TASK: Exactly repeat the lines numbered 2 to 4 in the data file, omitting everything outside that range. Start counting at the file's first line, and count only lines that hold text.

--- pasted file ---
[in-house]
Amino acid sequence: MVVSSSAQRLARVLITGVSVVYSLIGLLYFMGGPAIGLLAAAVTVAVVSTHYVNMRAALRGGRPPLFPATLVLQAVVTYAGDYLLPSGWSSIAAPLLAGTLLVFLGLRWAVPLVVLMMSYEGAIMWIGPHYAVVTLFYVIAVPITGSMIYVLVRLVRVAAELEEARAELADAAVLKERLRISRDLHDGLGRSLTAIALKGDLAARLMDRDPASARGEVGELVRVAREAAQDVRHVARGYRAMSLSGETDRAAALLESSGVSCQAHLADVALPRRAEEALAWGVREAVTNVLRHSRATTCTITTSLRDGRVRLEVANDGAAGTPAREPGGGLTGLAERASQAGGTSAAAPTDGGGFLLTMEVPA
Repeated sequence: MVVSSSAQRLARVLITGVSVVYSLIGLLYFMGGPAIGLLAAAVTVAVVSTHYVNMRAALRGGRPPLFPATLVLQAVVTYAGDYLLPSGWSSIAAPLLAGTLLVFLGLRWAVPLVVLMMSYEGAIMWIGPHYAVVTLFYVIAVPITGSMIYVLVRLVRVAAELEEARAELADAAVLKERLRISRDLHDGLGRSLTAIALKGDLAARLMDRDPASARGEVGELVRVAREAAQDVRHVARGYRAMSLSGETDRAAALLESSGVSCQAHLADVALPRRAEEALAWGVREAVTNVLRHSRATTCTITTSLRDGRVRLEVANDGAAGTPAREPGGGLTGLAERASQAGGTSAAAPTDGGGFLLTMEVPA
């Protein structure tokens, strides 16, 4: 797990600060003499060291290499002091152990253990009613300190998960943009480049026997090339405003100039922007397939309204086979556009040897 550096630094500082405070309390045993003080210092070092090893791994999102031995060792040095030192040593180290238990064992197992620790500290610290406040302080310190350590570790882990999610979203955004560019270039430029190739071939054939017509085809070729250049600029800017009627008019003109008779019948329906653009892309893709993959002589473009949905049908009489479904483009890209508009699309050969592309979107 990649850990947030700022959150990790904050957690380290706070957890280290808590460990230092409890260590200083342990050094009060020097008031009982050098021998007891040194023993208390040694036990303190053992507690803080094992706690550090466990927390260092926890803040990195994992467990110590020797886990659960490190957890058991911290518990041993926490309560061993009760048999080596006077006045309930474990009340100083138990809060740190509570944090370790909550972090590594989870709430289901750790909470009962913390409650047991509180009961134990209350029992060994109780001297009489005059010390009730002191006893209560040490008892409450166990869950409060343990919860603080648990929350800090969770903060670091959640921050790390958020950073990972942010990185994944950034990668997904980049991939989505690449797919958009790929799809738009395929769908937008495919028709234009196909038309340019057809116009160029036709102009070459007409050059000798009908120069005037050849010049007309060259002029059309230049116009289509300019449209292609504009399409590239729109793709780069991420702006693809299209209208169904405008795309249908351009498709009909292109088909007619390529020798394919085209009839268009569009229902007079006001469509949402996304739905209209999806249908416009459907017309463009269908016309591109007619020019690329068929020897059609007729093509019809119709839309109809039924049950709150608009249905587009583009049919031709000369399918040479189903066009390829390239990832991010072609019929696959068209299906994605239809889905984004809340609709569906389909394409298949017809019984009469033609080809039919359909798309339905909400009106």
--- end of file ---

Amino acid sequence: MVVSSSAQRLARVLITGVSVVYSLIGLLYFMGGPAIGLLAAAVTVAVVSTHYVNMRAALRGGRPPLFPATLVLQAVVTYAGDYLLPSGWSSIAAPLLAGTLLVFLGLRWAVPLVVLMMSYEGAIMWIGPHYAVVTLFYVIAVPITGSMIYVLVRLVRVAAELEEARAELADAAVLKERLRISRDLHDGLGRSLTAIALKGDLAARLMDRDPASARGEVGELVRVAREAAQDVRHVARGYRAMSLSGETDRAAALLESSGVSCQAHLADVALPRRAEEALAWGVREAVTNVLRHSRATTCTITTSLRDGRVRLEVANDGAAGTPAREPGGGLTGLAERASQAGGTSAAAPTDGGGFLLTMEVPA
Repeated sequence: MVVSSSAQRLARVLITGVSVVYSLIGLLYFMGGPAIGLLAAAVTVAVVSTHYVNMRAALRGGRPPLFPATLVLQAVVTYAGDYLLPSGWSSIAAPLLAGTLLVFLGLRWAVPLVVLMMSYEGAIMWIGPHYAVVTLFYVIAVPITGSMIYVLVRLVRVAAELEEARAELADAAVLKERLRISRDLHDGLGRSLTAIALKGDLAARLMDRDPASARGEVGELVRVAREAAQDVRHVARGYRAMSLSGETDRAAALLESSGVSCQAHLADVALPRRAEEALAWGVREAVTNVLRHSRATTCTITTSLRDGRVRLEVANDGAAGTPAREPGGGLTGLAERASQAGGTSAAAPTDGGGFLLTMEVPA
């Protein structure tokens, strides 16, 4: 797990600060003499060291290499002091152990253990009613300190998960943009480049026997090339405003100039922007397939309204086979556009040897 550096630094500082405070309390045993003080210092070092090893791994999102031995060792040095030192040593180290238990064992197992620790500290610290406040302080310190350590570790882990999610979203955004560019270039430029190739071939054939017509085809070729250049600029800017009627008019003109008779019948329906653009892309893709993959002589473009949905049908009489479904483009890209508009699309050969592309979107 990649850990947030700022959150990790904050957690380290706070957890280290808590460990230092409890260590200083342990050094009060020097008031009982050098021998007891040194023993208390040694036990303190053992507690803080094992706690550090466990927390260092926890803040990195994992467990110590020797886990659960490190957890058991911290518990041993926490309560061993009760048999080596006077006045309930474990009340100083138990809060740190509570944090370790909550972090590594989870709430289901750790909470009962913390409650047991509180009961134990209350029992060994109780001297009489005059010390009730002191006893209560040490008892409450166990869950409060343990919860603080648990929350800090969770903060670091959640921050790390958020950073990972942010990185994944950034990668997904980049991939989505690449797919958009790929799809738009395929769908937008495919028709234009196909038309340019057809116009160029036709102009070459007409050059000798009908120069005037050849010049007309060259002029059309230049116009289509300019449209292609504009399409590239729109793709780069991420702006693809299209209208169904405008795309249908351009498709009909292109088909007619390529020798394919085209009839268009569009229902007079006001469509949402996304739905209209999806249908416009459907017309463009269908016309591109007619020019690329068929020897059609007729093509019809119709839309109809039924049950709150608009249905587009583009049919031709000369399918040479189903066009390829390239990832991010072609019929696959068209299906994605239809889905984004809340609709569906389909394409298949017809019984009469033609080809039919359909798309339905909400009106």